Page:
By Cory Sklar
By Alee Karim
By Christina Li
By Dave Pehling
By Ian S. Port
By SF Weekly
By Ian S. Port
By Ian S. Port
In 1998, when Olu Dara released his succulent debut album In the World: From Natchez to New York, he was best known as a jazzman who lent his trumpet and cornet to the likes of Sam Rivers and Henry Threadgill, as well as the father of Queensbridge rapper Nas. But In the Worldwas not a jazz record (although it was filled with slinky moments and airborne notes) and it was not a rap effort (even though Dara's son offered up laid-back urban rhymes); it was not even a blues album -- as many people claimed -- although it was steeped in the Mississippi mud of Dara's youth. In actuality, In the World was a cooking record. Lyrically, it brimmed with ripe tomatoes, fresh peas, homemade gravy, pecan pie, hickory, green beans, and wild blackberries. The insert proudly displayed a full-color close-up of Dara's favorite dessert, along with photographs of the gloating musician at a large feast. But the images alone didn't make this an aural confection. In the Worldhad an old-fashioned pace, as slow, warm, and golden as honey flooded with sunlight. It had the sort of tempo that folks who grew up on wooden kitchen floors daydream about and that island dwellers fully understand. Dara seemed uniquely adept at creating the loose, meandering verse that conjured such images -- a talent he discovered while improvising stories between jazz numbers -- as well as directing the deliberate, expert interplay of organ, guitar, conga, saxophone, and cornet that kept the well-worn remembrances in place.
On his recently released second effort, Neighborhoods, Dara tries again to walk through history, taking inventory of old neighborhoods, street vendors, and movie shows. Unfortunately, when it comes to the album's music, he abandons the small corners, boroughs, and islands that comprised his earlier world. Except for the first song -- an African-styled pop celebration called "Massamba" -- the opening half of Neighborhoods finds Dara sounding like a city slicker affecting long-lost country boy charm. Here, his memories are but fragments, offered without smoke, laughter, or fresh cream. Not until the Bahamian folk song "Out on the Rolling Sea" and the elegant and gentle "Tree Blues" are we sure In the Worldwas not just a pleasant fortuity. Olu Dara performs on Saturday, April 7, at the Justice League with Samba Ngo opening at 9 p.m. Tickets are $10-12; call 440-0409.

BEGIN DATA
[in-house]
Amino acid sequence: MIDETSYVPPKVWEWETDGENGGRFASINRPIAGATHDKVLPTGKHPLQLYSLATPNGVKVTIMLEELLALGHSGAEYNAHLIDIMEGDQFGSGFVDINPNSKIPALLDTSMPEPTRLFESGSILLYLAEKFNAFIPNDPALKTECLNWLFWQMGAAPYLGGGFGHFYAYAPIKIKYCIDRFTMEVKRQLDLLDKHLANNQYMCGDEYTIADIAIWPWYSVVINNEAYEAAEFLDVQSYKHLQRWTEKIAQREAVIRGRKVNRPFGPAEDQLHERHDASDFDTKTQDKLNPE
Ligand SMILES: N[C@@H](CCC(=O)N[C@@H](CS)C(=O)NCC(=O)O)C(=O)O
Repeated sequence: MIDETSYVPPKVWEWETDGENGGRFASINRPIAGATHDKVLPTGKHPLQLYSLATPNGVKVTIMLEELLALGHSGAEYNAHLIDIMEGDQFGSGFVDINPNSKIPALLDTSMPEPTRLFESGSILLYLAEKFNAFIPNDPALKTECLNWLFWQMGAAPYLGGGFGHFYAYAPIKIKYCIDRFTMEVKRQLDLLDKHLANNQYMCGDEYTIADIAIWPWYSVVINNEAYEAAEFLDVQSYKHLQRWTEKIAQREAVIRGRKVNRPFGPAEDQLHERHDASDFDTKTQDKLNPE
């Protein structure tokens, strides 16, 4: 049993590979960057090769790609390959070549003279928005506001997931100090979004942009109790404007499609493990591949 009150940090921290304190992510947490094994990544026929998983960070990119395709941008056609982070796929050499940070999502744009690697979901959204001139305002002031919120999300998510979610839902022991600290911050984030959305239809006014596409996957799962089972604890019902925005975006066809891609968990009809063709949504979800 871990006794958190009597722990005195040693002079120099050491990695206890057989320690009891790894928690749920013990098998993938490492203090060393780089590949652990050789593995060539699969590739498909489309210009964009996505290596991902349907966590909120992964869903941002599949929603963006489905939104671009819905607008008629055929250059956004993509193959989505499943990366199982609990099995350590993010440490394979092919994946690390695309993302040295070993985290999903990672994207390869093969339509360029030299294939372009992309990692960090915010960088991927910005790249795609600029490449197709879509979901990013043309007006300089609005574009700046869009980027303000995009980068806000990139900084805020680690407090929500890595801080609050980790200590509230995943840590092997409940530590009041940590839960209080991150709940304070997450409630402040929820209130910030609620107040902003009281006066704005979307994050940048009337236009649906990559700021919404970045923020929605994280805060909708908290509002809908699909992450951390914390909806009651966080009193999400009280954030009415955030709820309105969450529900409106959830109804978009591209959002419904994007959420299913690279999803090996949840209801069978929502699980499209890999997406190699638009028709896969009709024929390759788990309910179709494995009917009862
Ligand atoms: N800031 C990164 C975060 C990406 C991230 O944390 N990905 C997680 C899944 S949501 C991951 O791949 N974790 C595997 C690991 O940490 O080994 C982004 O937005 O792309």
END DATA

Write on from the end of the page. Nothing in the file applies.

Joyfully considered to be the worst film ever made, Plan 9 From Outer Space was probably the pinnacle of Ed Wood's tragicomic oeuvre. Based on the premise that grave robbers from outer space are determined to raise an army of zombies (three in total) to march on the capitals of the world, Plan 9features performances by Vampira, Bela Lugosi, and renowned psychic medium Jerome King Criswell (as himself). It also includes some of the most wonderfully ridiculous dialogue ever placed in a seriously intended horror movie, such as Criswell's greeting, "My friends, we are all interested in the future, for that is where you and I are going to spend the rest of our lives," and Lt. John Harper (played by the hackneyed Duke Moore) saying, "I'll bet we haven't seen the last of these weirdies." Plan 9is the sort of unabashedly ambitious and delightfully immature movie that today's independent filmmakers craft only on purpose. (Unless, of course, they are American Moviedocumentary subject Mark Borchardt.) Still, Ed Wood was first, authentically naive, and ludicrously inspired. To celebrate the director's unintentional genius, "Thrillville" and the Werepad present "A Tribute to Ed Wood."Plan 9will be shown in 16mm, along with rare and raunchy outtakes from the film. Look-alike contests will be held for Vampira and Glen or Glenda (the titular transvestite from Wood's 1953 film). The tribute will be held on Saturday, April 7, at the Werepad (2430 Third St., between 20th and 21st streets) at 9:30 p.m. Tickets are $7; call 824-7334.
If Ed Wood were alive today, he'd certainly make good use of the resources offered at the Film Arts Foundation. For over 25 years, the nonprofit has been supplying film equipment to local directors at the lowest possible cost, making it less necessary for fledgling auteurs to sell blood and steal cars. Unfortunately, some crew still saw fit to steal over $14,000 worth of the FAF's rental equipment (I hope its movie is a good one). Since the gear wasn't insured, it's now up to less self-absorbed artists to raise the money to replace it. Jonathan Richman, Persephone's Bees, Cubby Creatures, Brian and Chris, Dura Delinquent, Ugly Baby, and the Resineators are among those donating their time and tunes for the FAF's Facility Anti-Fraud Fundraiser. Even if it weren't a good cause, it would be a good show on Saturday, April 7, at the Film Arts Foundation (346 Ninth St., between Folsom and Harrison) at noon. Tickets are $10-20; call 552-6350.